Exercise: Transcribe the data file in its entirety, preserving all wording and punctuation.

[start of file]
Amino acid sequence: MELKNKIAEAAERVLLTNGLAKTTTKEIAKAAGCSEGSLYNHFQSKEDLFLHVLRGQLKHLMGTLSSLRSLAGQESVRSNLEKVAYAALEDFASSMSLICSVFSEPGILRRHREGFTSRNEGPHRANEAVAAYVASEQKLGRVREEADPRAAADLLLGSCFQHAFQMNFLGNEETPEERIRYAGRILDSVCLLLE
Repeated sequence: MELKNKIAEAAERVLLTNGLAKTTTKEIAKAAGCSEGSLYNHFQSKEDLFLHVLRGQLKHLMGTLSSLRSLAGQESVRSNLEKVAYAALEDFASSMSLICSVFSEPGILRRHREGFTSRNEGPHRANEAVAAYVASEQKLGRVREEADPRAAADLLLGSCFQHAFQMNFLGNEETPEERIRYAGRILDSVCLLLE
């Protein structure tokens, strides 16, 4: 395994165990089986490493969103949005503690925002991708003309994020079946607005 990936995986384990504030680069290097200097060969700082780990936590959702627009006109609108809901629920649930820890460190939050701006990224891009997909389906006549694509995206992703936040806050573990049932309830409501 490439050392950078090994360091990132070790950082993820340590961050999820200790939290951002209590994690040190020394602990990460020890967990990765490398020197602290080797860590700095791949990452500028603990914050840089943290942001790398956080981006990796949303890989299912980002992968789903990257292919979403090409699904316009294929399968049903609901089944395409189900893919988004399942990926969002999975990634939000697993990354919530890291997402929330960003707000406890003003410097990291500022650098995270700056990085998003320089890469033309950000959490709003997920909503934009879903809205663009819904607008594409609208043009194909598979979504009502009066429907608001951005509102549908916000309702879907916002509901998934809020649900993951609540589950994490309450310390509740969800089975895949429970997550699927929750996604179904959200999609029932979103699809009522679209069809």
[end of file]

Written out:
Amino acid sequence: MELKNKIAEAAERVLLTNGLAKTTTKEIAKAAGCSEGSLYNHFQSKEDLFLHVLRGQLKHLMGTLSSLRSLAGQESVRSNLEKVAYAALEDFASSMSLICSVFSEPGILRRHREGFTSRNEGPHRANEAVAAYVASEQKLGRVREEADPRAAADLLLGSCFQHAFQMNFLGNEETPEERIRYAGRILDSVCLLLE
Repeated sequence: MELKNKIAEAAERVLLTNGLAKTTTKEIAKAAGCSEGSLYNHFQSKEDLFLHVLRGQLKHLMGTLSSLRSLAGQESVRSNLEKVAYAALEDFASSMSLICSVFSEPGILRRHREGFTSRNEGPHRANEAVAAYVASEQKLGRVREEADPRAAADLLLGSCFQHAFQMNFLGNEETPEERIRYAGRILDSVCLLLE
């Protein structure tokens, strides 16, 4: 395994165990089986490493969103949005503690925002991708003309994020079946607005 990936995986384990504030680069290097200097060969700082780990936590959702627009006109609108809901629920649930820890460190939050701006990224891009997909389906006549694509995206992703936040806050573990049932309830409501 490439050392950078090994360091990132070790950082993820340590961050999820200790939290951002209590994690040190020394602990990460020890967990990765490398020197602290080797860590700095791949990452500028603990914050840089943290942001790398956080981006990796949303890989299912980002992968789903990257292919979403090409699904316009294929399968049903609901089944395409189900893919988004399942990926969002999975990634939000697993990354919530890291997402929330960003707000406890003003410097990291500022650098995270700056990085998003320089890469033309950000959490709003997920909503934009879903809205663009819904607008594409609208043009194909598979979504009502009066429907608001951005509102549908916000309702879907916002509901998934809020649900993951609540589950994490309450310390509740969800089975895949429970997550699927929750996604179904959200999609029932979103699809009522679209069809």